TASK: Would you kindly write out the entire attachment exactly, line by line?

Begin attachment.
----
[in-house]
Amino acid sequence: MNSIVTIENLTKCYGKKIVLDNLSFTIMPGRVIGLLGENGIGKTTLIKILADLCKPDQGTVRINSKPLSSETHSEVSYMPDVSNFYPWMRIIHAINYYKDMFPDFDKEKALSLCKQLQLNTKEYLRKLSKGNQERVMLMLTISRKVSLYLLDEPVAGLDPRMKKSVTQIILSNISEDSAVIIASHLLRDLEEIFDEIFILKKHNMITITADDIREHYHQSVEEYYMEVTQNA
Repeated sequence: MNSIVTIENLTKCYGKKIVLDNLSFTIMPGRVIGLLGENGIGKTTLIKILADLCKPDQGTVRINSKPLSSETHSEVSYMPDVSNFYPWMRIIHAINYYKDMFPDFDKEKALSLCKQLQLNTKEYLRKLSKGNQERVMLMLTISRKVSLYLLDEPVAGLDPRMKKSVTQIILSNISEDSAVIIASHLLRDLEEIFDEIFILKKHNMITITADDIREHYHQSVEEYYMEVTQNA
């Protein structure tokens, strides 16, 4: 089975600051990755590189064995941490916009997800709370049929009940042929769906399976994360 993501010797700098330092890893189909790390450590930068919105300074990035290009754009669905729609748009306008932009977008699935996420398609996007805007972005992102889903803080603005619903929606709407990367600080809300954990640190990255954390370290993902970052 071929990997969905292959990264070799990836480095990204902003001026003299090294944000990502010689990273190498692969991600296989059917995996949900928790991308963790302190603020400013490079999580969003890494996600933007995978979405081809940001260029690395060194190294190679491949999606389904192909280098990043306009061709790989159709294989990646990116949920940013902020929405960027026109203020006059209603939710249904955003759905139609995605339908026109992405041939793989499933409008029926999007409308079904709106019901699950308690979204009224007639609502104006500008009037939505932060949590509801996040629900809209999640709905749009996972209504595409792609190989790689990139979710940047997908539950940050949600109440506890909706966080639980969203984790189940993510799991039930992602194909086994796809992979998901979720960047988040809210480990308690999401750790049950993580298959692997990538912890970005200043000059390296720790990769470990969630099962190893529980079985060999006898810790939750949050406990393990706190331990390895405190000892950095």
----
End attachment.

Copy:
[in-house]
Amino acid sequence: MNSIVTIENLTKCYGKKIVLDNLSFTIMPGRVIGLLGENGIGKTTLIKILADLCKPDQGTVRINSKPLSSETHSEVSYMPDVSNFYPWMRIIHAINYYKDMFPDFDKEKALSLCKQLQLNTKEYLRKLSKGNQERVMLMLTISRKVSLYLLDEPVAGLDPRMKKSVTQIILSNISEDSAVIIASHLLRDLEEIFDEIFILKKHNMITITADDIREHYHQSVEEYYMEVTQNA
Repeated sequence: MNSIVTIENLTKCYGKKIVLDNLSFTIMPGRVIGLLGENGIGKTTLIKILADLCKPDQGTVRINSKPLSSETHSEVSYMPDVSNFYPWMRIIHAINYYKDMFPDFDKEKALSLCKQLQLNTKEYLRKLSKGNQERVMLMLTISRKVSLYLLDEPVAGLDPRMKKSVTQIILSNISEDSAVIIASHLLRDLEEIFDEIFILKKHNMITITADDIREHYHQSVEEYYMEVTQNA
């Protein structure tokens, strides 16, 4: 089975600051990755590189064995941490916009997800709370049929009940042929769906399976994360 993501010797700098330092890893189909790390450590930068919105300074990035290009754009669905729609748009306008932009977008699935996420398609996007805007972005992102889903803080603005619903929606709407990367600080809300954990640190990255954390370290993902970052 071929990997969905292959990264070799990836480095990204902003001026003299090294944000990502010689990273190498692969991600296989059917995996949900928790991308963790302190603020400013490079999580969003890494996600933007995978979405081809940001260029690395060194190294190679491949999606389904192909280098990043306009061709790989159709294989990646990116949920940013902020929405960027026109203020006059209603939710249904955003759905139609995605339908026109992405041939793989499933409008029926999007409308079904709106019901699950308690979204009224007639609502104006500008009037939505932060949590509801996040629900809209999640709905749009996972209504595409792609190989790689990139979710940047997908539950940050949600109440506890909706966080639980969203984790189940993510799991039930992602194909086994796809992979998901979720960047988040809210480990308690999401750790049950993580298959692997990538912890970005200043000059390296720790990769470990969630099962190893529980079985060999006898810790939750949050406990393990706190331990390895405190000892950095």